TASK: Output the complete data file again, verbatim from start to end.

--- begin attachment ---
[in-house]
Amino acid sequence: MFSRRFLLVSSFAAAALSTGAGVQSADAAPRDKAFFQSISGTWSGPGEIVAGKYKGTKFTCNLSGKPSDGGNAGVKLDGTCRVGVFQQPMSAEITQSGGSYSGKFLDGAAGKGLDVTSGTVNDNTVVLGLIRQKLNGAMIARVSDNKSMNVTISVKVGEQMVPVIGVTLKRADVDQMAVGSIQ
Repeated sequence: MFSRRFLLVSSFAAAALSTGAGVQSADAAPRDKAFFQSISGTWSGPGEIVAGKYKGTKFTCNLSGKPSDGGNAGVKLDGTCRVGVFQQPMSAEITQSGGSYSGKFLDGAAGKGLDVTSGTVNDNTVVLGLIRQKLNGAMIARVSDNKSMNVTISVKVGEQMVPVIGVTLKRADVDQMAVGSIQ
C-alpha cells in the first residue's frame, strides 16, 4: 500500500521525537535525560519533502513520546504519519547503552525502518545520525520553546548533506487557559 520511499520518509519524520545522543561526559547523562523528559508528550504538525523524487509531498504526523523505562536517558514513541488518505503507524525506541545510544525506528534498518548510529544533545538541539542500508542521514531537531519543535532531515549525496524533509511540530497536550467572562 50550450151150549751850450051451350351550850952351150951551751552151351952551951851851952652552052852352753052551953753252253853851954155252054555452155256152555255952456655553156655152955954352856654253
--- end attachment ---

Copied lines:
[in-house]
Amino acid sequence: MFSRRFLLVSSFAAAALSTGAGVQSADAAPRDKAFFQSISGTWSGPGEIVAGKYKGTKFTCNLSGKPSDGGNAGVKLDGTCRVGVFQQPMSAEITQSGGSYSGKFLDGAAGKGLDVTSGTVNDNTVVLGLIRQKLNGAMIARVSDNKSMNVTISVKVGEQMVPVIGVTLKRADVDQMAVGSIQ
Repeated sequence: MFSRRFLLVSSFAAAALSTGAGVQSADAAPRDKAFFQSISGTWSGPGEIVAGKYKGTKFTCNLSGKPSDGGNAGVKLDGTCRVGVFQQPMSAEITQSGGSYSGKFLDGAAGKGLDVTSGTVNDNTVVLGLIRQKLNGAMIARVSDNKSMNVTISVKVGEQMVPVIGVTLKRADVDQMAVGSIQ
C-alpha cells in the first residue's frame, strides 16, 4: 500500500521525537535525560519533502513520546504519519547503552525502518545520525520553546548533506487557559 520511499520518509519524520545522543561526559547523562523528559508528550504538525523524487509531498504526523523505562536517558514513541488518505503507524525506541545510544525506528534498518548510529544533545538541539542500508542521514531537531519543535532531515549525496524533509511540530497536550467572562 50550450151150549751850450051451350351550850952351150951551751552151351952551951851851952652552052852352753052551953753252253853851954155252054555452155256152555255952456655553156655152955954352856654253